The program limits eligibility to households earning a maximum of $120,000 annually, and lets them borrow no more than four times their annual household income. This limits a home purchase to roughly $505,000. This Incentive Plan will be discussed more fully in the coming days, but it is not expected to begin until fall, 2019. In principle, the increased equity share eligibility for newly constructed homes will help incent new construction and supply across Canada.
Further analysis is needed, however, some aspiring homebuyers, especially at the lower end of the economic ladder, will have greater opportunities to purchase a home with the assistance of this new program.
Also of note is an increase in the eligible RRSP withdrawal amount through the Home Buyers’ Plan (HBP). Previously $25,000, this has been increased to a maximum to $35,000.
The budget included a lengthy defense of the current stress tests but does suggest that adjustments may be made in future. We will continue to discuss this issue with policymakers.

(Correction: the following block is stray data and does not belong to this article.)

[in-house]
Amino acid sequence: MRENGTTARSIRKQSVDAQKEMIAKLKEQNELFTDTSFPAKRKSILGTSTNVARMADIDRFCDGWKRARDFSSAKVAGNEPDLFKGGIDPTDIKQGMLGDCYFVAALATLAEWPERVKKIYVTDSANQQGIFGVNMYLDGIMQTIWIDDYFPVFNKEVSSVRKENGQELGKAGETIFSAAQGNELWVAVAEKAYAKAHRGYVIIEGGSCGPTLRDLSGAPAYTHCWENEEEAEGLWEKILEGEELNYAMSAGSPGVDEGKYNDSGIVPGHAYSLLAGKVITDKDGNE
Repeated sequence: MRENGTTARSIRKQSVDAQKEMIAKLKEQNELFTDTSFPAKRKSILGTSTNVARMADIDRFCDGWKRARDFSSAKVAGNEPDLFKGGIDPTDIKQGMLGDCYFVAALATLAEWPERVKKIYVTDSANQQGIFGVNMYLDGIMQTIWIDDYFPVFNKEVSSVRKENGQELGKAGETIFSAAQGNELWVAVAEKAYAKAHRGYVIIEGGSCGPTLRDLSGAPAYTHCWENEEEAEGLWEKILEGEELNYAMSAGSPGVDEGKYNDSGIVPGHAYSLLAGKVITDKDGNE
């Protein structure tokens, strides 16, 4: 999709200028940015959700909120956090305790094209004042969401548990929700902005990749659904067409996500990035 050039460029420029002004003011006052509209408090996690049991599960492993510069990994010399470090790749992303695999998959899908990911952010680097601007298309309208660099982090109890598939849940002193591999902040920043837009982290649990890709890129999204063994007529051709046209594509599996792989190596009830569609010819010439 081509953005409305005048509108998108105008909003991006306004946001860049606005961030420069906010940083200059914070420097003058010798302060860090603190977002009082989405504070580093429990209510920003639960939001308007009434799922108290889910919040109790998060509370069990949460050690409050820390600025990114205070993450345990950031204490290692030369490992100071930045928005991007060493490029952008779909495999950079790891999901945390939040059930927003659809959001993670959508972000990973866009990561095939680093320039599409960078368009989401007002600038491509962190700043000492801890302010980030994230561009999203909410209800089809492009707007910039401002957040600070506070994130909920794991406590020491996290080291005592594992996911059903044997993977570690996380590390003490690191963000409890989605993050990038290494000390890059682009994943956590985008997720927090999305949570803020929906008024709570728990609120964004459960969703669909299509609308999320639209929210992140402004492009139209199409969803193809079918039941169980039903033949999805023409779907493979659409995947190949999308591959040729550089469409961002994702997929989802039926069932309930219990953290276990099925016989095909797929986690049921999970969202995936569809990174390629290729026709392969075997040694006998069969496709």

While we did not see immediate movement on the stress tests, and the new Home Buyers Incentive Plan can be seen as an alternate and more targeted response than an insurable 30 year amortization, we are encouraged by the announcements made today.
The forthcoming federal election will provide opportunities to continue the conversations with policymakers and candidates in the coming months. We will continue our ongoing market analysis and maintain our support for a stable housing market for our members and their customers.
Residential Market Commentary – Less Wealth as Debt to Income Grows again
Canadian households are a little poorer and a little deeper in debt. The latest numbers from Statistics Canada show the country’s national wealth diminished and the infamous debt-to-income ratio increased in the fourth quarter of 2018.